Please welcome Guilie Castillo Oriard from Quiet Laughter as she drops by for a stop on her tour to promote her book The Miracle of Small Things. She'll also be revealing my song pick for the Battle of the Bands coming up on Sunday November 15th.
The Miracle of Small Things Book Tour
Hint #1: The song is one that Luis—and probably every other Mexican—knows well. BUT it's not a mariachi song, or a ranchera. No, it's not the Mexican anthem, either.
Curaçao is just a stepping stone. A peeled grape. After living in New York and London and Hong Kong; after working at the biggest wealth management advisory firms and with three of the Big Five tax firms... Really, in spite of its size Ehrlich will be a piece of pie, and this island out in the middle of nowhere only a challenge in terms of staying awake until he can move back into the big-time.
The book opens with Luis driving back to his condo on the morning of New Year's Day, after having spent the night with Milena Durant, Ehrlich Curaçao's current Managing Director. The woman he's been hired to replace (she's moving to Singapore later that year). And she's going to use this transgression to control him, to make him toe the line—her line. He's trapped. A prisoner. And he has no one to blame except himself. So why doesn't he just leave? I mean, really. Just get on a plane, Jack. (I mean Luis.) Put to work one of those 50 ways to leave your lover—and the island.
(No, this is not a hint.)
Hint #2: One can also be prisoner to good things... Like besos—oops, sorry. Kisses, I mean.Luis considers leaving, briefly, and then discards it as a non-option. He can't break his contract, for one: what's he going to do, tell the Ehrlich CEO he slept with Milena? Make something up, then? Like what? What could possibly be so serious that he'd leave a two-year contract only two months in? And what about his resumé? How does he explain this break in employment? At the level he functions, it'll be a black mark in an otherwise enviable career. No one will hire him. No one that matters. Backing out of this Ehrlich thing will, quite literally, cost him his career. A career that defines not just his life or his future, but his very sense of identity. So he lowers his head, he bends a knee, and settles in for the long haul.
What else can he do? The Caribbean is treacherous, but it also has a (sometimes infamous) reputation as refuge for those escaping... well, whatever's kept them prisoner. But freedom is for the intrepid, for those alert enough to spot the opportunity before it vanishes like a mirage at sunset. Will Luis see it? Will he recognize it? Even if he does, freedom won't come at an easy price. It'll be a painful process of loss and shattered dreams. The question will be whether it's worth it.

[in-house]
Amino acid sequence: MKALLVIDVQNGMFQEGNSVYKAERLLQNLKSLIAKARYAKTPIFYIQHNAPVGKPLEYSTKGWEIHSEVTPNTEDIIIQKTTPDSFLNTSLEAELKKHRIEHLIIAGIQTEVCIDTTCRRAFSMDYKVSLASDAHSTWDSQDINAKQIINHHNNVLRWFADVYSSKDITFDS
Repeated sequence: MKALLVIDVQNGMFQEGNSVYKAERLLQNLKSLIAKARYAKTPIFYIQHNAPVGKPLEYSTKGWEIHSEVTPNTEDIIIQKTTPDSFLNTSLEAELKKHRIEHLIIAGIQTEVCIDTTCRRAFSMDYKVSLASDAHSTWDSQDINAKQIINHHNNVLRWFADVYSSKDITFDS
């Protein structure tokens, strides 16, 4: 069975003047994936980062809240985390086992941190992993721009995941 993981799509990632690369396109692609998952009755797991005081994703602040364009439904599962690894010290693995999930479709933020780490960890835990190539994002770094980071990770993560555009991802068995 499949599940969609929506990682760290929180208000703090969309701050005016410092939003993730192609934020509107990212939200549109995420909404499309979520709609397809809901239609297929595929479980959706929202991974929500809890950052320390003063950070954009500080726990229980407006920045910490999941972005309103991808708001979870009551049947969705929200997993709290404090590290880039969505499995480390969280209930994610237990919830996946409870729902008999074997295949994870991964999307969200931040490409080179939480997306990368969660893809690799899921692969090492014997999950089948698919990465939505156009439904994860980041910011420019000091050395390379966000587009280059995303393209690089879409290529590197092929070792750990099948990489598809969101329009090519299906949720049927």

Have you ever felt a prisoner of something? How did you break free? Was it painful? Was the sense of liberation worth it? Do you think mental prisons are part of human nature? Would we be better off without them, or do they play an essential function in our psyche—and our interactions?
Hint #5: Have you ever been a prisoner to love? Can that be a good thing?Lee's song choice for the Battle of The Bands on the 15th is none other than José José's Preso... An ode to prisons not of steel or concrete but of flesh and blood (and hips and lips).
Thank you, Lee, for making me a part of a Battle with this song. It brings back all sorts of wonderful memories... The original, certainly, but also (especially?) one of the covers you've chosen for the Battle. I'm really looking forward to seeing how the votes fall with this one.
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About THE MIRACLE OF SMALL THINGS (Truth Serum Press, Aug 2015): Mexican tax lawyer Luis Villalobos is lured to the tiny island of Curaçao anticipating a fast track to the cusp of an already stellar career. But the paradise we expect is so rarely the paradise we find.
Now available in:
About THE TOUR: To celebrate the release of MIRACLE in e-book formats, several blogs will be hosting Guilie throughout November to talk about writing, about the book, its island setting and its characters—including a 100-lb. monster dog rescued from the streets—and some of the issues MIRACLE touches on, such as the role of large and small things in the realignment of our values, and the power of place in our definition of self.
Gracias por visitar Tossing It Out, Guilie!